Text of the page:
Morphological parameters of complete plants

Automated High-content Screening

The LemnaTec Scanalyzer 3-D system combines comprehensive quantification of growth and phenotyping with high reproducibility and throughput, allowing long-term data storage for later data mining.

The large number of different parameters quantified automatically makes comprehensive high-content screening and statistics on morphological patterns and changes of patterns in time possible

High-content screening is the next step beyond high-throughput screening: The term originates from cell screening, where in earlier times high-throughput screening assays were designed to produce a single relevant screening parameter , e. g. a staining or a change in absorption/fluorescence. In contrast to this, high-content screening produces a comprehensive set of data, related to one sample, in many cases based on image processing. In fact this is what many screening systems for complete plants always do, even if assessment is done by hand. For this progressive reason, screening programs with complete plants frequently focus on the high-throughput method, as high content is often already a reality. Nevertheless, combination with modern imaging and plant handling technologies can offer even larger numbers of parameters feeding the “content pipeline” of screening programs.

The LemnaTec Scanalyzer 3-D systems now combine the speed and automation of high throughput with the assessment of multiple parameters for each plant at each respective measurement point. Relevant data is then derived either from each single image (sizes, areas, colours, morphology), or calculated from changes in time in relation to growth or specific stress conditions. The final results are always specific phenotypic patterns for different plants or groups of plants, to be related to particular genes or used as basis for selection processes.

While the relevance of LemnaTec image processing for growth and abiotic stress reaction assessment is discussed extensively in various LemnaTec papers on Arabidopsis and corn, the following text focuses on measurement parameters for poplars, based on single images. These images were taken as pilot demonstration images to show the relevance of different imaging parameters. As these images were not taken with a LemnaTec 3-D 3 system, the focus here is on the demonstration of measurement parameters, and not on important features of high reproducibility and automated screening, like optimised imaging conditions (e. g. light, camera).

The following examples are parameterised and adapted for hybrid poplars, but similar approaches are available for a wide range of other biological applications.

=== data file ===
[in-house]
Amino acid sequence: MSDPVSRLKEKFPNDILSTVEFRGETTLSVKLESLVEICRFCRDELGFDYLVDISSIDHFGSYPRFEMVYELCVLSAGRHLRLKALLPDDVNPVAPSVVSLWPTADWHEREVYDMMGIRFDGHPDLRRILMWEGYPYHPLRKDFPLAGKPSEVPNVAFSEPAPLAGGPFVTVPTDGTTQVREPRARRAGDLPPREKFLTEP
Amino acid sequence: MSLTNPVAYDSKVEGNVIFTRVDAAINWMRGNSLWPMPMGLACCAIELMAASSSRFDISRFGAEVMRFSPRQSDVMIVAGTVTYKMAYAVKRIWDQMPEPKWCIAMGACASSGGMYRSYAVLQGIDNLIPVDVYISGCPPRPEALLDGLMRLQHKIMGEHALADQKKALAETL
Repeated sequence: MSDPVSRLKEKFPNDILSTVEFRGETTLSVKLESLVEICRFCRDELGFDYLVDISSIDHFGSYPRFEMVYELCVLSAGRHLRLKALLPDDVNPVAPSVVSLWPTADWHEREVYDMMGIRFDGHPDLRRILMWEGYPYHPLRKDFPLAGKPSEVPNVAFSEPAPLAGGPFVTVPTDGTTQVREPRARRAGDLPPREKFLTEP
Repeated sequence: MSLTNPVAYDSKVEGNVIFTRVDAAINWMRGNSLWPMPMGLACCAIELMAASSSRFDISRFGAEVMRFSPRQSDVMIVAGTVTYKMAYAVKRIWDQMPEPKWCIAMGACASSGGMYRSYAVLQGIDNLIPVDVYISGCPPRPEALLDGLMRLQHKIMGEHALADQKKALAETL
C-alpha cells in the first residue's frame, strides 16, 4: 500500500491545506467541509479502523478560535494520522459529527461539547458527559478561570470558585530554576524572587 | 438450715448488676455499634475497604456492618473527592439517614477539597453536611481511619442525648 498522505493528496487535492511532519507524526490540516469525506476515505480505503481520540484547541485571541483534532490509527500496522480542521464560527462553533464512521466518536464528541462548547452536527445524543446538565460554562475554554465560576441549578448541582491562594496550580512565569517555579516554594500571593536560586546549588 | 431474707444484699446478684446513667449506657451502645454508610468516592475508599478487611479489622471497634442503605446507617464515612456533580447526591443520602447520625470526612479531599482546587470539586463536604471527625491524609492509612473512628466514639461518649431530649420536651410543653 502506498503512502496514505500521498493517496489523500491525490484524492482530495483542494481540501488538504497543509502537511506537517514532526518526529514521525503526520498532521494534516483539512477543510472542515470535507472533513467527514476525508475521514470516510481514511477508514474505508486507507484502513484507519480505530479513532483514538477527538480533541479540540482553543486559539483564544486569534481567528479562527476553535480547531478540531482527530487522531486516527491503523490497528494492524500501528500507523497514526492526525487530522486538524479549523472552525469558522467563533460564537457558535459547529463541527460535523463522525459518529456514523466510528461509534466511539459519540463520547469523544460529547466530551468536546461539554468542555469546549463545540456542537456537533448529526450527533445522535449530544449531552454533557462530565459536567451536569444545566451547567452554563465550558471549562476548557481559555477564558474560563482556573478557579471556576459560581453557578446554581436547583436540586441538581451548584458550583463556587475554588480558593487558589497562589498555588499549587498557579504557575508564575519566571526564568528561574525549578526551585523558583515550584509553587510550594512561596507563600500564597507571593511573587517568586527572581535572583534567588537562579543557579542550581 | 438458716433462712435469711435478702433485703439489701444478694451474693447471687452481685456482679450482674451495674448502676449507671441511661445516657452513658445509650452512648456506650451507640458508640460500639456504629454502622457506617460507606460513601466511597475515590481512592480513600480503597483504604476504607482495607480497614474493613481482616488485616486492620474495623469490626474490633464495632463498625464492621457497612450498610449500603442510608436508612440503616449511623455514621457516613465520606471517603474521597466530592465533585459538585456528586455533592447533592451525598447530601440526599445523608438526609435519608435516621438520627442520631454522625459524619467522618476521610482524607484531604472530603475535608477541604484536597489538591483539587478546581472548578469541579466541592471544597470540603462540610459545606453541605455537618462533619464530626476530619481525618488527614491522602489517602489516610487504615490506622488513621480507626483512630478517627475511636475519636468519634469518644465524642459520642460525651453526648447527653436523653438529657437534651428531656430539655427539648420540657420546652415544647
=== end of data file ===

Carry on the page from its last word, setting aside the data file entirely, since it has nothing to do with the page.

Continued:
Visible Leaf Area

LemnaTec generally quantifies visible leaf area from three sides: Two side images are made before and after a turn of 90° and a top image is made additionally. Due to growth structure and plant morphology, these images may have very different informational contents. While small plants usually contain more information on the top image, with increasing plant size the side image is gaining importance. Visible leaf area is the two-dimensional projection of all visible leaves. Having this from three different directions provides comprehensive 3-D information on the visible leaf area. Leaves not visible due to overlap are not quantified separately for two reasons:

1. Due to irregular shape and orientation in all three dimensions, a stringent extrapolation of partially covered leaves is not possible without use of uncertain hypotheses on their shape and position. This is particularly true if plants have a different genetic background, affecting the phenotype of the leaves and plant by (test)-design.

2. Covered leaves are part of the phenotype, thus e. g. reduction of solar use efficiency or reduced evaporation due to overlap are phenotypic features and compensating them may be misleading.

As shown below, changes in visible leaf area may be used for a wide range of biological assessments, e. g. drought tolerance tests.

Information Derived From Visible Leaf Area of small plants

The following pictures show the three images taken (side 1, side 2 at 90°, top) and the area-analysed colour-coded result for plant No. 1.

Based on these three images, a leaf area or plant volume can be calculated, based on more or less plant-specific mathematical models. The most simple, but often quite effective one is the image plant volume IPV, defined as IPV = sqr (area side 1 x area side 2 x area top).